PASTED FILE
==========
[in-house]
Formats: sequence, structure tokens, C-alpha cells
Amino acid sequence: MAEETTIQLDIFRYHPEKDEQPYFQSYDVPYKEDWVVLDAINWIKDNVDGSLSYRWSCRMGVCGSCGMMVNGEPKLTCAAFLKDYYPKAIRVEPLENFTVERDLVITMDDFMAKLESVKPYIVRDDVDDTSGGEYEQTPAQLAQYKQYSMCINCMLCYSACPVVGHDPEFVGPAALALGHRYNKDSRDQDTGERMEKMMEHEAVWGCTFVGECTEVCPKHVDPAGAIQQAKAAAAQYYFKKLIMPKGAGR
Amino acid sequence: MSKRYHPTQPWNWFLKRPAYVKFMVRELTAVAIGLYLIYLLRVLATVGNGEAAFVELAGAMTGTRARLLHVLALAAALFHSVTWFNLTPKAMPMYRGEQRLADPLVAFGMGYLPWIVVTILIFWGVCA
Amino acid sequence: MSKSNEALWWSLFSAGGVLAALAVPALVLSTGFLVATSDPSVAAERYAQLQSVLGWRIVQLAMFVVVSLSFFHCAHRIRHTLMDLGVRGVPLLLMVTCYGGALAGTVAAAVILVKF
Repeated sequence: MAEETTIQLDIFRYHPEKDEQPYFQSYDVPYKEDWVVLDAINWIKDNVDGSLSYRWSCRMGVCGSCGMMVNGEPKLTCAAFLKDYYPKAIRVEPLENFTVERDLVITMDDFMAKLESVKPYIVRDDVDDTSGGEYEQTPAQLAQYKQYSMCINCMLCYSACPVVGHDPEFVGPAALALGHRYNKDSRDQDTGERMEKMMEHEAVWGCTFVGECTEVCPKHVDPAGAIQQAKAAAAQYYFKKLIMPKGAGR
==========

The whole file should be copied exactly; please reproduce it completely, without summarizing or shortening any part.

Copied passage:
[in-house]
Formats: sequence, structure tokens, C-alpha cells
Amino acid sequence: MAEETTIQLDIFRYHPEKDEQPYFQSYDVPYKEDWVVLDAINWIKDNVDGSLSYRWSCRMGVCGSCGMMVNGEPKLTCAAFLKDYYPKAIRVEPLENFTVERDLVITMDDFMAKLESVKPYIVRDDVDDTSGGEYEQTPAQLAQYKQYSMCINCMLCYSACPVVGHDPEFVGPAALALGHRYNKDSRDQDTGERMEKMMEHEAVWGCTFVGECTEVCPKHVDPAGAIQQAKAAAAQYYFKKLIMPKGAGR
Amino acid sequence: MSKRYHPTQPWNWFLKRPAYVKFMVRELTAVAIGLYLIYLLRVLATVGNGEAAFVELAGAMTGTRARLLHVLALAAALFHSVTWFNLTPKAMPMYRGEQRLADPLVAFGMGYLPWIVVTILIFWGVCA
Amino acid sequence: MSKSNEALWWSLFSAGGVLAALAVPALVLSTGFLVATSDPSVAAERYAQLQSVLGWRIVQLAMFVVVSLSFFHCAHRIRHTLMDLGVRGVPLLLMVTCYGGALAGTVAAAVILVKF
Repeated sequence: MAEETTIQLDIFRYHPEKDEQPYFQSYDVPYKEDWVVLDAINWIKDNVDGSLSYRWSCRMGVCGSCGMMVNGEPKLTCAAFLKDYYPKAIRVEPLENFTVERDLVITMDDFMAKLESVKPYIVRDDVDDTSGGEYEQTPAQLAQYKQYSMCINCMLCYSACPVVGHDPEFVGPAALALGHRYNKDSRDQDTGERMEKMMEHEAVWGCTFVGECTEVCPKHVDPAGAIQQAKAAAAQYYFKKLIMPKGAGR